HARARE - The South African government has called on former president Thabo Mbeki to continue as mediator in Zimbabwe's political crisis.
But chief Zanu-PF negotiator Patrick Chinamasa said Mbeki's involvement was not needed now to break an impasse threatening to derail a power-sharing deal and the recovery of Zimbabwe's shattered economy.
Mbeki, the troubleshooter in a series of African crises during nine years as president, brokered the deal between President Robert Mugabe and MDC leader Morgan Tsvangirai to establish a unity government.
His role was thrown into doubt after he was recalled as president. Pressure has grown to get Mbeki involved again as Zanu-PF and the MDC argue over the allocation of cabinet posts.
President Kgalema Motlanthe said: "Mbeki's facilitation efforts in Zimbabwe have proven his dispassionate vision for a lasting political solution to the challenges facing Zimbabwe.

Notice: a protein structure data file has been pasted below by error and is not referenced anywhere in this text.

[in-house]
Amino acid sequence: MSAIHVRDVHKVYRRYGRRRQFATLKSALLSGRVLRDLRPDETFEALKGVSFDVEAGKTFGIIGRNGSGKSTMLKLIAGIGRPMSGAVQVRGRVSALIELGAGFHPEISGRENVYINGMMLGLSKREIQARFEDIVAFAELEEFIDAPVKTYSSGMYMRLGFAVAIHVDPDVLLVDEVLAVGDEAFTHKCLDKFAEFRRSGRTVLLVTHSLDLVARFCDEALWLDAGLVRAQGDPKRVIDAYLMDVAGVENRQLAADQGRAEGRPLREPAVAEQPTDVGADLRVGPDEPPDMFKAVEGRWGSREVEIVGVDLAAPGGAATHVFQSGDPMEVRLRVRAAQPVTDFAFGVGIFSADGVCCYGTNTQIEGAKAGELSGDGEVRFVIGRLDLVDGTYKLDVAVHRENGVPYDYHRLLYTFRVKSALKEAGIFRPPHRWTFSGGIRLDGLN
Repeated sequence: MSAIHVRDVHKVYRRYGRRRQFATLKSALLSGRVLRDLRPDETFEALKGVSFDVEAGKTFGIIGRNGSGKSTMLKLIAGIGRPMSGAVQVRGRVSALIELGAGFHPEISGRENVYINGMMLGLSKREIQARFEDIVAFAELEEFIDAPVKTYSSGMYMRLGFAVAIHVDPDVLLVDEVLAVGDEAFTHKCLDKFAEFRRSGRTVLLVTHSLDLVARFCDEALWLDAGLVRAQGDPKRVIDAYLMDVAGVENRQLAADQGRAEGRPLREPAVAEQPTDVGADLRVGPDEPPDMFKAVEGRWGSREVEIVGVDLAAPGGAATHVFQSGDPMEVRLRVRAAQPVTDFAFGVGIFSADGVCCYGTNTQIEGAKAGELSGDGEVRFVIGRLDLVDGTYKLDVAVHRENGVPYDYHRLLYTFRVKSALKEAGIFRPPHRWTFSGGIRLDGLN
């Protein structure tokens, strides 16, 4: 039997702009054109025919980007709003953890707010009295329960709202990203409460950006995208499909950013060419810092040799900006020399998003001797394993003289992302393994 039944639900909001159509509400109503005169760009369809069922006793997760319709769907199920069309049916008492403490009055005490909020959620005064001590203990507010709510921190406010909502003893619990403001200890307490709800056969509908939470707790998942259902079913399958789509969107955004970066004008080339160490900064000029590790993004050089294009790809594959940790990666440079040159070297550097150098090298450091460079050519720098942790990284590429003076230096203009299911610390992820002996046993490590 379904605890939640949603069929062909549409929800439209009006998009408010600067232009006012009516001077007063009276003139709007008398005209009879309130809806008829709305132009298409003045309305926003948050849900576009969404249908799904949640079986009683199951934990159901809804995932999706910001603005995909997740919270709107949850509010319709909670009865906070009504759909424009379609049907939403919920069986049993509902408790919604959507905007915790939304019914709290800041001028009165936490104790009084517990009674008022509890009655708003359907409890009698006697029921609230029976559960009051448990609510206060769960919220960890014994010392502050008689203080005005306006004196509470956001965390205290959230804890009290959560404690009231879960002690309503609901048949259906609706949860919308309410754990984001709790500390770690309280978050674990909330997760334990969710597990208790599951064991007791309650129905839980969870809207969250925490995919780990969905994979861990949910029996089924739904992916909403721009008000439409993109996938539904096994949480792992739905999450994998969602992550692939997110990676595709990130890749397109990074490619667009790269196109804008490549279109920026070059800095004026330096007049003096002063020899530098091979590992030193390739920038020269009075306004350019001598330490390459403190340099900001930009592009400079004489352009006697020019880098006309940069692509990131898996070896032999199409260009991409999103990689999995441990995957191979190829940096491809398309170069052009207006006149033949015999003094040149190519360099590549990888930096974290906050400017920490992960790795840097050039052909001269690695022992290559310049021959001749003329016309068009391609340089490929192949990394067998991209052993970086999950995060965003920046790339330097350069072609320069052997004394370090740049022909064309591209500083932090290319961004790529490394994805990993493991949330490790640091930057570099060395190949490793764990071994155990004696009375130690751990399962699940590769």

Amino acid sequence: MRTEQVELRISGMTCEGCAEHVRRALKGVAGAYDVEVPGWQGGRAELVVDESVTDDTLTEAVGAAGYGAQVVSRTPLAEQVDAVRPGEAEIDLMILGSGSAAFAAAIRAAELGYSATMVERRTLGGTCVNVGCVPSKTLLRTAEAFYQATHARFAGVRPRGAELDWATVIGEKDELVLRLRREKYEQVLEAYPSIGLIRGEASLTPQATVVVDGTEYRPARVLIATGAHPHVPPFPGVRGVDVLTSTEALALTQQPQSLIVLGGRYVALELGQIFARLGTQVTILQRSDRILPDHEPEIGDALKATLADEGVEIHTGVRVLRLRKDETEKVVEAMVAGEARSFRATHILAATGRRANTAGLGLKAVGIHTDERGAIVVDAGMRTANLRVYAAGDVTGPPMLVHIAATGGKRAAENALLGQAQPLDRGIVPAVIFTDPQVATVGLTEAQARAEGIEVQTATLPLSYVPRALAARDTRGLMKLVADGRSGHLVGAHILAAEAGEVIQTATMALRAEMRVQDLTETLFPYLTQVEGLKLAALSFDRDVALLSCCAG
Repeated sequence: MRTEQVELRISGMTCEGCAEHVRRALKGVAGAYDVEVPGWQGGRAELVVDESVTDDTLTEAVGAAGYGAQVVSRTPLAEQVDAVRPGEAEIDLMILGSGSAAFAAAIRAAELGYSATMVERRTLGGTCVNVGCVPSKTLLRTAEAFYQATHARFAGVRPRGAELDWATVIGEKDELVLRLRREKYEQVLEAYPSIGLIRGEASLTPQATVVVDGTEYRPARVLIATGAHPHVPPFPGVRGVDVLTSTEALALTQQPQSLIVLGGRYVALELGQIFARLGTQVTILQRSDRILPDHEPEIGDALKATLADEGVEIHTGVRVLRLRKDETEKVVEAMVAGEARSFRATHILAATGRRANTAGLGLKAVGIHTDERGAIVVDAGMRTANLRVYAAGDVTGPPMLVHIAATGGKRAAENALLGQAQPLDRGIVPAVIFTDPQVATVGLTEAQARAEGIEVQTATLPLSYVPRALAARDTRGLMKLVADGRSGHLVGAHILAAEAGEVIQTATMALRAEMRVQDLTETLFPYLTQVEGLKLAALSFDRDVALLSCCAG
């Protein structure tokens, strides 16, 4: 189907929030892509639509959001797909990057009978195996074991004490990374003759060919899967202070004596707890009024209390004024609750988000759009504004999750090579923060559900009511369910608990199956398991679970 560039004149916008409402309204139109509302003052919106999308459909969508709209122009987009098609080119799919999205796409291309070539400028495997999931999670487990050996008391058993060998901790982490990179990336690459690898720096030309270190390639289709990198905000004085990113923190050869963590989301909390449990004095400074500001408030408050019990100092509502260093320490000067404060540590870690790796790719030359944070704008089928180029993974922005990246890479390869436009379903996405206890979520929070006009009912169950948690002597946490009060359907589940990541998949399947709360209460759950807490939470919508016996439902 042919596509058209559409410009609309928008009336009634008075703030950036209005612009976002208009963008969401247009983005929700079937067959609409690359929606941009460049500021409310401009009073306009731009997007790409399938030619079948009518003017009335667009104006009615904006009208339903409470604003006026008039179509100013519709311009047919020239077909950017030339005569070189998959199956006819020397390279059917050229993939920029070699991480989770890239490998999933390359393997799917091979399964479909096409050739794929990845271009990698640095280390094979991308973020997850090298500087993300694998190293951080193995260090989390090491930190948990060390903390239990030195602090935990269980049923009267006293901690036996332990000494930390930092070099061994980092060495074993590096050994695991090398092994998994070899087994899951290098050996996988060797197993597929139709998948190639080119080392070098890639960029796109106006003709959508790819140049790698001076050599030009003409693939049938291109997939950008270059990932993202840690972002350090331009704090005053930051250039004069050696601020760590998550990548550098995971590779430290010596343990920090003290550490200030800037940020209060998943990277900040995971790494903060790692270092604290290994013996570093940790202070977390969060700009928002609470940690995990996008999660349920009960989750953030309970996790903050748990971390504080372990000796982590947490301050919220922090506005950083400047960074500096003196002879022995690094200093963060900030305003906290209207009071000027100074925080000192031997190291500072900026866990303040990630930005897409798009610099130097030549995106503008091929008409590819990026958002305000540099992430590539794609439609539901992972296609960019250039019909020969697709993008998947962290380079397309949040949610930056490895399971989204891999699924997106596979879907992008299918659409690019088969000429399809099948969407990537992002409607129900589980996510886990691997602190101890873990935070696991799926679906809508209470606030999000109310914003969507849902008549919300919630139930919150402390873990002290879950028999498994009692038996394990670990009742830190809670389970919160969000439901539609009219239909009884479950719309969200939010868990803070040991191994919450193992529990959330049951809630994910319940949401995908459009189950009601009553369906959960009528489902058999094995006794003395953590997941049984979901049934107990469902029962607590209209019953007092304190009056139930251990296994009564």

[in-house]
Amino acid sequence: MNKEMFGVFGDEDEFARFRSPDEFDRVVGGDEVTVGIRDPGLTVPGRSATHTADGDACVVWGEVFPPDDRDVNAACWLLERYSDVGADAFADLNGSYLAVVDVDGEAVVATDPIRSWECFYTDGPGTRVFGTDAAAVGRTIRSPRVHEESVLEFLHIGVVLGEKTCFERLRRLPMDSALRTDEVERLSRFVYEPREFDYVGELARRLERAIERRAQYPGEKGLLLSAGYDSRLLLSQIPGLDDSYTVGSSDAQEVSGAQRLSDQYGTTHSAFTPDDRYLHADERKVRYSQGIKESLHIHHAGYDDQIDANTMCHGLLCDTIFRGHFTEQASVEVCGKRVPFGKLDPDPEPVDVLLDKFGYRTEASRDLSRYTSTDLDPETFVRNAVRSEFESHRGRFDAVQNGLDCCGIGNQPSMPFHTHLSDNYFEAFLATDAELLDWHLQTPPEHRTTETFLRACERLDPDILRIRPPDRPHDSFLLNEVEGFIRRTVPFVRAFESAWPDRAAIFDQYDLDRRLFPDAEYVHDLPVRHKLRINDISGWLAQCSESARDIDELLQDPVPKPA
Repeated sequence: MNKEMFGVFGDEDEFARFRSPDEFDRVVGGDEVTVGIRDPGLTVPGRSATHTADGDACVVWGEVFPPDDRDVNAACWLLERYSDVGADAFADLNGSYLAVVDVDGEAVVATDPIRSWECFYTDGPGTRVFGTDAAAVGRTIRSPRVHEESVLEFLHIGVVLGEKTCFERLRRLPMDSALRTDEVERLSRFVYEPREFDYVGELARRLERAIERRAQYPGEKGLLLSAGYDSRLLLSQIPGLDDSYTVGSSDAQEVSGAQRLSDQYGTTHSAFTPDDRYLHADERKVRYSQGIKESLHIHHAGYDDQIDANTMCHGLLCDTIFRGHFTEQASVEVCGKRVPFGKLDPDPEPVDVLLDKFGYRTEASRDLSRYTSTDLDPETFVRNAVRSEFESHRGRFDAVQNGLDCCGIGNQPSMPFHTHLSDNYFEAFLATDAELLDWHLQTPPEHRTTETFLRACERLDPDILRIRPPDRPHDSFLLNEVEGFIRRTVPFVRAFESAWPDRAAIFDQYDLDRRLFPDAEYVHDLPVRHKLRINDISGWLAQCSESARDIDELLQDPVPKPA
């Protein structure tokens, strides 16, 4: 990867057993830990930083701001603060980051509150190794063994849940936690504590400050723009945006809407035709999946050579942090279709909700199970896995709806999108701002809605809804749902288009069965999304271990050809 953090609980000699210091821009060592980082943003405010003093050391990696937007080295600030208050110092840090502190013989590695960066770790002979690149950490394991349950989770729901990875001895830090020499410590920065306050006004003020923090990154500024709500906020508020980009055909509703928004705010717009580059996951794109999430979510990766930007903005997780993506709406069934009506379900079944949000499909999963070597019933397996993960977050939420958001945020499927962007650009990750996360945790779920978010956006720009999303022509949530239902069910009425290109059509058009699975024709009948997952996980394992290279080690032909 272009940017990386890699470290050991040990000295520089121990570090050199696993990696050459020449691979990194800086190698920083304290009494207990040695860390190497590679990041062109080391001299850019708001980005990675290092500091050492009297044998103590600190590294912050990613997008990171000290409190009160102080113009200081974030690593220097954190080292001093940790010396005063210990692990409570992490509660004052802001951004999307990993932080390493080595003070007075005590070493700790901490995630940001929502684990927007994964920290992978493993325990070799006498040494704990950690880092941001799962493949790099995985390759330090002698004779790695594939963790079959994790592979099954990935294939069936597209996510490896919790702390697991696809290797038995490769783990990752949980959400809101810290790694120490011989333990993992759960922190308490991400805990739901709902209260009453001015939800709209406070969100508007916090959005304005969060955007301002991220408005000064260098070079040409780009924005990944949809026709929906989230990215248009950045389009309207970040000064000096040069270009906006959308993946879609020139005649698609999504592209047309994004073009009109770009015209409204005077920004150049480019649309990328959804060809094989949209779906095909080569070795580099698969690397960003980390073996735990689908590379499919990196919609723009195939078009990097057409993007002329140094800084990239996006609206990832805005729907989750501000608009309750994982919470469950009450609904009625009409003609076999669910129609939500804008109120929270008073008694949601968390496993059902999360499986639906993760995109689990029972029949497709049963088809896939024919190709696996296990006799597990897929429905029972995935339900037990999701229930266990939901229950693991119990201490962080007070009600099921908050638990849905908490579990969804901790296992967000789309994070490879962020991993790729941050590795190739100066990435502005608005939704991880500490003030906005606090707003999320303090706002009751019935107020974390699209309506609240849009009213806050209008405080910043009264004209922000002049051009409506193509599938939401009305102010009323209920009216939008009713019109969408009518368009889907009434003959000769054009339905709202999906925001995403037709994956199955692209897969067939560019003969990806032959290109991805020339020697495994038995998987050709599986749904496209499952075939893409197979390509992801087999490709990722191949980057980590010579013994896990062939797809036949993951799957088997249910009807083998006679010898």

"Accordingly, our government has full confidence in Mbeki's ability to build on the historic successes already made in the power-sharing negotiations under his mediation."
The MDC initially criticised Mbeki as being too soft on Mugabe but now supports continuing his 18-month mediation under a mandate from the 15-nation SADC.
Zanu-PF, which lost control of parliament in a March election and entered the talks reluctantly, said it did not see any immediate need for mediation over the dispute on cabinet posts.
Chinamasa told the state-run Chronicle newspaper: "I don't think that the issue of allocation of ministries is a matter that can be referred to the facilitator (Mbeki).
"We cannot, at the slightest difference in opinion, call outsiders to mediate," Chinamasa said.
"If there is thinking on this kind of approach it has to stop in the interest of harmonisation of relations."
Mugabe expressed confidence that the cabinet would be named this week, but Tsvangirai and his officials say a deal is not imminent. It accuses Zanu-PF of trying to assign the opposition a junior role in government.
Without a breakthrough, Zimbabwe's economy could worsen still further. - Reuters (Additional reporting by Paul Simao, editing by Matthew Tostevin)